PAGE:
Kopi Luwak is the most expensive coffee in the world. At my local specialty coffee bean store, it sells for $420 per pound—or $10 for a 10 oz. brewed cup.
Kopi Luwak is very different from that cheap, gauche coffee you and I drink every day. This is because each hand-harvested bean of Kopi Luwak has been artisanally shat out of the digestive system of a small Indonesian pseudo-cat.
Yesterday, my husband and I split a cup of Kopi Luwak in an attempt to figure out whether having cat butt all over your coffee beans really did noticeably improve the flavor, or whether this was all just an elaborate practical joke on the part of Indonesian farmers.
The Asian Palm Civet is not really a cat, per se. It's a viverrid, a family of animals not found in North America. Viverrids belong to the same suborder as cats, so they are related. But, if you're not from Asian or African tropics, these animals will probably look a little weird to you. Imagine what might happen if the bastard love child of a ferret and a lemur had babies with your house cat. That's an Asian Palm Civet.
And Asian Palm Civets, as it turns out, really like to eat the fruits off of coffee plants. Although the civet can digest the fruit itself, the same can not be said for the bean at the center. Coffee beans pass through the civet whole. But they don't leave unchanged. Enzymes in the civet digestive tract break down proteins in the coffee beans. We know this because researchers at the University of Guelph actually did a detailed analysis in 2002, comparing Kopi Luwak and normal Columbian coffee beans. (You will be pleased to note that the same study confirmed that Kopi Luwak is safe to drink.)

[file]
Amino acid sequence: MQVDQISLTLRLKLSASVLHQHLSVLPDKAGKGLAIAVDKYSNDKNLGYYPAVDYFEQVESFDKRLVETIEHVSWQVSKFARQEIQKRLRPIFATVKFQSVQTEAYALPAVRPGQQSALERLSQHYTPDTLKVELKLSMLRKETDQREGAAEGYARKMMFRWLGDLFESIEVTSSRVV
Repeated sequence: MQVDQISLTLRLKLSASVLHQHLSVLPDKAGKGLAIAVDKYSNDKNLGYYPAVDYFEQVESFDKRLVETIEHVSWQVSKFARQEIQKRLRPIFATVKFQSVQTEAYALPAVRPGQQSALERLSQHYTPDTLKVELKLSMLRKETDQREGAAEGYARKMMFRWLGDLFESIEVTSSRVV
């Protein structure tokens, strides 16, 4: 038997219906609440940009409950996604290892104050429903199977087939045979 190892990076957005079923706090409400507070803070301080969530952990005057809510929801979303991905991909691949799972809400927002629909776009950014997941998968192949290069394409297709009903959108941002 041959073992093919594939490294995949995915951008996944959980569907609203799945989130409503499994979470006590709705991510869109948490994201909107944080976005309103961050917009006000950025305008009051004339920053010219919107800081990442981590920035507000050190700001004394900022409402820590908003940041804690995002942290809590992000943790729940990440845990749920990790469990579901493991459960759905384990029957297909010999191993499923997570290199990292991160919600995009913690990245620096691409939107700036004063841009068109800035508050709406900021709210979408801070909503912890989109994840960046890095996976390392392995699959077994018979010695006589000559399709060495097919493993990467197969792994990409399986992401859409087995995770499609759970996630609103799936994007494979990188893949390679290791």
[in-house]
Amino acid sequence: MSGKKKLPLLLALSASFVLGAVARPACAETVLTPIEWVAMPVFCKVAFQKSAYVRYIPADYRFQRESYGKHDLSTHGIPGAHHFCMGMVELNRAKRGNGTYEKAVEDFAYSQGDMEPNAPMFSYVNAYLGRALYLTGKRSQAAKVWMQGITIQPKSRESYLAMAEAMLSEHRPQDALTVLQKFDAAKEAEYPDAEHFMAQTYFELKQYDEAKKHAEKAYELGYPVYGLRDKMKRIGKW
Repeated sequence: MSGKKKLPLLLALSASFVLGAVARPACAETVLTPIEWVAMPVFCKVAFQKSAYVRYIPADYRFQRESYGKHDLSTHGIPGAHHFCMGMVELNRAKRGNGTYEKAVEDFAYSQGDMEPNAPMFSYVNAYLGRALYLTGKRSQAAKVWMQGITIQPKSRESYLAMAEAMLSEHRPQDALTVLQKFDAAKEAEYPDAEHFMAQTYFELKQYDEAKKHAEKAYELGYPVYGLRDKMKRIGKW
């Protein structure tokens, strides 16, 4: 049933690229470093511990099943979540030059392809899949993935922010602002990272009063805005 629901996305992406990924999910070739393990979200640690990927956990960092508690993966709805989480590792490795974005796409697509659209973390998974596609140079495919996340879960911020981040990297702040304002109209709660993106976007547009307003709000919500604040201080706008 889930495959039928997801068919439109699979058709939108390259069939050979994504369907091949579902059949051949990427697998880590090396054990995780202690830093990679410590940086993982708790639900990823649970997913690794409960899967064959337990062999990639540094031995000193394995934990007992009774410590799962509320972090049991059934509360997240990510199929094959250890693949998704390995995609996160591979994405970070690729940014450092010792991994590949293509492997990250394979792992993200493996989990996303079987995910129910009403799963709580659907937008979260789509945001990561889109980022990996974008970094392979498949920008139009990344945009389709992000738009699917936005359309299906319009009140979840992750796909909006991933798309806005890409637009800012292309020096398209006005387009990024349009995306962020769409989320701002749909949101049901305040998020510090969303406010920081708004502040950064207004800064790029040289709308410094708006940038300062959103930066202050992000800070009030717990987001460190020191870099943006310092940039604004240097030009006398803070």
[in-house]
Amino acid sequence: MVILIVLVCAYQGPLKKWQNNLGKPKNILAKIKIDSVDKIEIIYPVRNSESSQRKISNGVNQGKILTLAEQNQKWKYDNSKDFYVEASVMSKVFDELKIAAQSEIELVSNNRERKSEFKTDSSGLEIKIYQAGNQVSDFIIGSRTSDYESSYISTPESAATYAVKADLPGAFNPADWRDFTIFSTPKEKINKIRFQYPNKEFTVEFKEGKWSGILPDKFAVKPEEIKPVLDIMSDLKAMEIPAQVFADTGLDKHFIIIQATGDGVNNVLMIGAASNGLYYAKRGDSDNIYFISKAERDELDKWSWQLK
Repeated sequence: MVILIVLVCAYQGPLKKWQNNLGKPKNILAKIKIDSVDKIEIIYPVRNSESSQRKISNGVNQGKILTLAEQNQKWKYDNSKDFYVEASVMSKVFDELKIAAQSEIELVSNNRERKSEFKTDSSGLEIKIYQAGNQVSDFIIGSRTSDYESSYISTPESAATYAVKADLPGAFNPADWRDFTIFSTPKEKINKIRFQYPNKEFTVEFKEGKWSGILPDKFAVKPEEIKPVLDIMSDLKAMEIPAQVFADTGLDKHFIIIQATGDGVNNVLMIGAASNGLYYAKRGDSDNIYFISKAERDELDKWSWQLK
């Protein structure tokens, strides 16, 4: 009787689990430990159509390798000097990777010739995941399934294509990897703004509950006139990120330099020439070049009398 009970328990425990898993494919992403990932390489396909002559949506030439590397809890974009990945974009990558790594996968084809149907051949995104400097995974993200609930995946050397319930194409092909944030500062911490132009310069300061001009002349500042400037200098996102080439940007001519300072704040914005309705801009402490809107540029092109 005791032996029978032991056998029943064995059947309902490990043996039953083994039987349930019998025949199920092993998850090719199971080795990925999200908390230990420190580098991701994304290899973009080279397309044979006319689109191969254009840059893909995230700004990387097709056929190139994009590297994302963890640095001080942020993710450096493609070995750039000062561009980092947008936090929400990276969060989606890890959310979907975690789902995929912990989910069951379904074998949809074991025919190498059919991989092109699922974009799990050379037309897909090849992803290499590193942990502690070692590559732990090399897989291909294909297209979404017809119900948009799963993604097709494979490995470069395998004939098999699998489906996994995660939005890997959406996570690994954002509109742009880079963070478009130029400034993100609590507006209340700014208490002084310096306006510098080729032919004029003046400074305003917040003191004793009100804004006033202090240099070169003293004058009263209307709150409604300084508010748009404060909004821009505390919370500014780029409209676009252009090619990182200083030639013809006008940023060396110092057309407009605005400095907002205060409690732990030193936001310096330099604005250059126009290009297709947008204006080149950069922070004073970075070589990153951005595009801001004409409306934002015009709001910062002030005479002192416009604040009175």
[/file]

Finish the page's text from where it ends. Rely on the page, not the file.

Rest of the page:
Civets poop out coffee beans. This can happen on farms, or in the wild. Either way, once the pooping is done, somebody comes along to harvest the "processed" beans, cleans them, and roasts them. And then you have Kopi Luwak.
Here are the two things you need to know about the taste of Kopi Luwak:
• There is a difference in flavor. Kopi Luwak is noticeably not bitter. Swallow a sip, and it's like you just drank some water. There's no sting or heavy flavor left in the back of your throat. That makes sense. Proteins are part of what is responsible for the bitterness of coffee. Kopi Luwak beans have fewer whole proteins than normal beans. So they're less bitter, but still taste good. As my husband put it, "Everything that is wrong with cheap gas station coffee is right about this."
• That difference is totally not worth the price. Again, to quote my husband, "If I were a Russian oligarch or an investment banker or something, and $420 a pound represented a much smaller amount of my time worked, I'd probably drink this. As it is, not worth it."*
Cat-butt coffee: The coffee of the 1%?
Interestingly, Wikipedia tells me that Kopi Luwak originated during Dutch colonization of Indonesia, when Indonesians were banned from drinking any of the coffee they worked to grow and harvest. Instead, they gathered beans from civet poop and brewed that. And they talked about how great this cat-butt coffee was. Eventually, the Dutch colonists got curious, tried it for themselves, and then pretty much took it over. That's how Kopi Luwak became a luxury item. It's been expensive since the 19th century.
Of course, that history also lends a little more evidence to the theory that, somewhere, Indonesian farmers are having a good, long chuckle.
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Read more about Kopi Luwak in a 2010 New York Times story.
If you'd like a smoother brew at a more reasonable price, I'd recommend the Aerobie AeroPress. It's $30, makes a damn fine cup of coffee, and does not contain any cat butt.
Maggie Koerth-Baker is the science editor at BoingBoing.net. She writes a monthly column for The New York Times Magazine and is the author of Before the Lights Go Out, a book about electricity, infrastructure, and the future of energy. You can find Maggie on Twitter and Facebook.